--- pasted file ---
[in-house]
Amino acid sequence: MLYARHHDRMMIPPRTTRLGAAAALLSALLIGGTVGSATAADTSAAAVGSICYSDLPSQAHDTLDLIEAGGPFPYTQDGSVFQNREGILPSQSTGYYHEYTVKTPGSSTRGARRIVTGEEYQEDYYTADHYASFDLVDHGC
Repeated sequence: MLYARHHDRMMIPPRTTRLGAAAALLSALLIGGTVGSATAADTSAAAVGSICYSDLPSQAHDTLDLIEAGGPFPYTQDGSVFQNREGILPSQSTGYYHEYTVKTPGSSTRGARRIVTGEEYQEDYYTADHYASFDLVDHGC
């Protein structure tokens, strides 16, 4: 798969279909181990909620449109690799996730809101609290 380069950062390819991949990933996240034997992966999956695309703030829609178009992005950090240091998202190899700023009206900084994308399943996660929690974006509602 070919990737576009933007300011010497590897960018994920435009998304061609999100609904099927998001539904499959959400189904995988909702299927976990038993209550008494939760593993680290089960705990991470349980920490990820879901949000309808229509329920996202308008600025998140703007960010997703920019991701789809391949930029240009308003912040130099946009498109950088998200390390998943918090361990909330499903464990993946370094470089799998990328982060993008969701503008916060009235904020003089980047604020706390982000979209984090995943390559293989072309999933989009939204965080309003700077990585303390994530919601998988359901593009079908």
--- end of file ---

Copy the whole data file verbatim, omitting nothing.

[in-house]
Amino acid sequence: MLYARHHDRMMIPPRTTRLGAAAALLSALLIGGTVGSATAADTSAAAVGSICYSDLPSQAHDTLDLIEAGGPFPYTQDGSVFQNREGILPSQSTGYYHEYTVKTPGSSTRGARRIVTGEEYQEDYYTADHYASFDLVDHGC
Repeated sequence: MLYARHHDRMMIPPRTTRLGAAAALLSALLIGGTVGSATAADTSAAAVGSICYSDLPSQAHDTLDLIEAGGPFPYTQDGSVFQNREGILPSQSTGYYHEYTVKTPGSSTRGARRIVTGEEYQEDYYTADHYASFDLVDHGC
């Protein structure tokens, strides 16, 4: 798969279909181990909620449109690799996730809101609290 380069950062390819991949990933996240034997992966999956695309703030829609178009992005950090240091998202190899700023009206900084994308399943996660929690974006509602 070919990737576009933007300011010497590897960018994920435009998304061609999100609904099927998001539904499959959400189904995988909702299927976990038993209550008494939760593993680290089960705990991470349980920490990820879901949000309808229509329920996202308008600025998140703007960010997703920019991701789809391949930029240009308003912040130099946009498109950088998200390390998943918090361990909330499903464990993946370094470089799998990328982060993008969701503008916060009235904020003089980047604020706390982000979209984090995943390559293989072309999933989009939204965080309003700077990585303390994530919601998988359901593009079908």